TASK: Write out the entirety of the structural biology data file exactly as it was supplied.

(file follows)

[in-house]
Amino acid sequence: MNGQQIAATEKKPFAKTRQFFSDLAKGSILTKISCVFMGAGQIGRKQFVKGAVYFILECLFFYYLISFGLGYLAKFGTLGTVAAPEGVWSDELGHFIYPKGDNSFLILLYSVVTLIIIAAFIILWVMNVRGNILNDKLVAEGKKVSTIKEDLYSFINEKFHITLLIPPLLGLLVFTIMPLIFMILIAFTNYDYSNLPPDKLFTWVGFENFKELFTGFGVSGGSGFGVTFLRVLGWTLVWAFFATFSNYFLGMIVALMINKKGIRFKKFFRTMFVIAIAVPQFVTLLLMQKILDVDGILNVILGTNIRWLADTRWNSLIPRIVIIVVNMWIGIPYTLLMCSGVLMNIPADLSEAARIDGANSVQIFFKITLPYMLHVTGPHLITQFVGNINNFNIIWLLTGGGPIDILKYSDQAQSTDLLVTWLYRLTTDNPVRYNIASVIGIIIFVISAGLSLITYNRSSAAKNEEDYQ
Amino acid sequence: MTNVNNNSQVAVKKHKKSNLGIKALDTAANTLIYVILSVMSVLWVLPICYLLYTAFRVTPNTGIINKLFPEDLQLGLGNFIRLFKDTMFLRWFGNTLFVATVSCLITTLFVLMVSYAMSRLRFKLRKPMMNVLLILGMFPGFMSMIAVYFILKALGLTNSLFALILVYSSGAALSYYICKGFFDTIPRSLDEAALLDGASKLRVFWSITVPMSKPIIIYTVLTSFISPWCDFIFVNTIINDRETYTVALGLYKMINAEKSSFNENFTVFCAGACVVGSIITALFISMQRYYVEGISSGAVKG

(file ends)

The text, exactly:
[in-house]
Amino acid sequence: MNGQQIAATEKKPFAKTRQFFSDLAKGSILTKISCVFMGAGQIGRKQFVKGAVYFILECLFFYYLISFGLGYLAKFGTLGTVAAPEGVWSDELGHFIYPKGDNSFLILLYSVVTLIIIAAFIILWVMNVRGNILNDKLVAEGKKVSTIKEDLYSFINEKFHITLLIPPLLGLLVFTIMPLIFMILIAFTNYDYSNLPPDKLFTWVGFENFKELFTGFGVSGGSGFGVTFLRVLGWTLVWAFFATFSNYFLGMIVALMINKKGIRFKKFFRTMFVIAIAVPQFVTLLLMQKILDVDGILNVILGTNIRWLADTRWNSLIPRIVIIVVNMWIGIPYTLLMCSGVLMNIPADLSEAARIDGANSVQIFFKITLPYMLHVTGPHLITQFVGNINNFNIIWLLTGGGPIDILKYSDQAQSTDLLVTWLYRLTTDNPVRYNIASVIGIIIFVISAGLSLITYNRSSAAKNEEDYQ
Amino acid sequence: MTNVNNNSQVAVKKHKKSNLGIKALDTAANTLIYVILSVMSVLWVLPICYLLYTAFRVTPNTGIINKLFPEDLQLGLGNFIRLFKDTMFLRWFGNTLFVATVSCLITTLFVLMVSYAMSRLRFKLRKPMMNVLLILGMFPGFMSMIAVYFILKALGLTNSLFALILVYSSGAALSYYICKGFFDTIPRSLDEAALLDGASKLRVFWSITVPMSKPIIIYTVLTSFISPWCDFIFVNTIINDRETYTVALGLYKMINAEKSSFNENFTVFCAGACVVGSIITALFISMQRYYVEGISSGAVKG